Communities of knowledge: teaching and learning in maritime archaeology (In special issue: Education and Training in Maritime Archaeology)
Journal of Maritime Archaeology, 3, (2), . (doi:10.1007/s11457-008-9039-5).
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This paper explores the points of contact and divergence between education,
training and experience in maritime archaeology. In particular, it is proposed that whilst it
is worth developing McGrail’s (Studies in maritime archaeology. British Archaeological
Reports, Oxford, 1997) discussion of what should be included when we teach Maritime
archaeology, more might be gained from moving beyond individual opinions of instructors.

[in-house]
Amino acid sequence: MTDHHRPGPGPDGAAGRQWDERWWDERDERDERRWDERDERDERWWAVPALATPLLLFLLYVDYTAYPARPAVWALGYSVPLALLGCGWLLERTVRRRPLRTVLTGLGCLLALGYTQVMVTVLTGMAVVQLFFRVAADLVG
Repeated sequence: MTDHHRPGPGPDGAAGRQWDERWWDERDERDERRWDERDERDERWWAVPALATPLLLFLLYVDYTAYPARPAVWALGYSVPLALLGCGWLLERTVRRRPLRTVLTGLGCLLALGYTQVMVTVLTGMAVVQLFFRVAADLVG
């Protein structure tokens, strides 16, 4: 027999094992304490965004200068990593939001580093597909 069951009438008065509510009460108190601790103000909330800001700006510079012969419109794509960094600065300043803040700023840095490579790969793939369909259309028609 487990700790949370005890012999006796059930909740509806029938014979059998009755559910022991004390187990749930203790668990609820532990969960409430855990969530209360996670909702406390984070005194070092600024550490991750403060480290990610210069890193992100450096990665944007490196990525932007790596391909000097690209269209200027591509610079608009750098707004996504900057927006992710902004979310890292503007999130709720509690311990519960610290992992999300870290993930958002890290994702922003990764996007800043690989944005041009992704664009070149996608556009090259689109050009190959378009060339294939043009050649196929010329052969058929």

As such, this paper includes an exploration of both my own answers to the questions
offered in the call for papers and those of past and present Southampton students. What
emerges from this comparison is that by focusing too closely on the specifics of what is (or
should be) taught, we miss out on what students actually gain from courses and more
broadly what we gain as a community.
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